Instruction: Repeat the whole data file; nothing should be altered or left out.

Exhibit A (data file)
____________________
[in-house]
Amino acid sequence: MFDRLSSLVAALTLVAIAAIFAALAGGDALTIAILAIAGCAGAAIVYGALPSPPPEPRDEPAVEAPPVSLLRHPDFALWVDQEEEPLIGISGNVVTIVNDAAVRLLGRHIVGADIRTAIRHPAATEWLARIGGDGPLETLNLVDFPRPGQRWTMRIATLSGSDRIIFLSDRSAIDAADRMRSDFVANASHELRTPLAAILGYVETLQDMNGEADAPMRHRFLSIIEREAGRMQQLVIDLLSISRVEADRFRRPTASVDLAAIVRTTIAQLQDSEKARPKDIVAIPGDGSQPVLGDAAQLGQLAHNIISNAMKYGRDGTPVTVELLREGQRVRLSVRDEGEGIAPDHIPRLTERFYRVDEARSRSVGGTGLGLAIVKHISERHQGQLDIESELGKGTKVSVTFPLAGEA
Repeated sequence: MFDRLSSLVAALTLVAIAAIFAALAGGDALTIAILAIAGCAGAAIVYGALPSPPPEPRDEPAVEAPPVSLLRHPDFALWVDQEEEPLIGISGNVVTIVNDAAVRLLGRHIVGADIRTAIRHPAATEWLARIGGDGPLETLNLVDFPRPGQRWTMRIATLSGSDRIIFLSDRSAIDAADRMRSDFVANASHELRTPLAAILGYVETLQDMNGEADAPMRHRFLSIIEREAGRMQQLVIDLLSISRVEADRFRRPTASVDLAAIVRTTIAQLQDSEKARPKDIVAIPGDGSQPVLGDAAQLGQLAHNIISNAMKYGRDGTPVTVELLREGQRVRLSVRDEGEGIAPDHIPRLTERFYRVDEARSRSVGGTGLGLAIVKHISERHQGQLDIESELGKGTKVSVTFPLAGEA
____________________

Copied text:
[in-house]
Amino acid sequence: MFDRLSSLVAALTLVAIAAIFAALAGGDALTIAILAIAGCAGAAIVYGALPSPPPEPRDEPAVEAPPVSLLRHPDFALWVDQEEEPLIGISGNVVTIVNDAAVRLLGRHIVGADIRTAIRHPAATEWLARIGGDGPLETLNLVDFPRPGQRWTMRIATLSGSDRIIFLSDRSAIDAADRMRSDFVANASHELRTPLAAILGYVETLQDMNGEADAPMRHRFLSIIEREAGRMQQLVIDLLSISRVEADRFRRPTASVDLAAIVRTTIAQLQDSEKARPKDIVAIPGDGSQPVLGDAAQLGQLAHNIISNAMKYGRDGTPVTVELLREGQRVRLSVRDEGEGIAPDHIPRLTERFYRVDEARSRSVGGTGLGLAIVKHISERHQGQLDIESELGKGTKVSVTFPLAGEA
Repeated sequence: MFDRLSSLVAALTLVAIAAIFAALAGGDALTIAILAIAGCAGAAIVYGALPSPPPEPRDEPAVEAPPVSLLRHPDFALWVDQEEEPLIGISGNVVTIVNDAAVRLLGRHIVGADIRTAIRHPAATEWLARIGGDGPLETLNLVDFPRPGQRWTMRIATLSGSDRIIFLSDRSAIDAADRMRSDFVANASHELRTPLAAILGYVETLQDMNGEADAPMRHRFLSIIEREAGRMQQLVIDLLSISRVEADRFRRPTASVDLAAIVRTTIAQLQDSEKARPKDIVAIPGDGSQPVLGDAAQLGQLAHNIISNAMKYGRDGTPVTVELLREGQRVRLSVRDEGEGIAPDHIPRLTERFYRVDEARSRSVGGTGLGLAIVKHISERHQGQLDIESELGKGTKVSVTFPLAGEA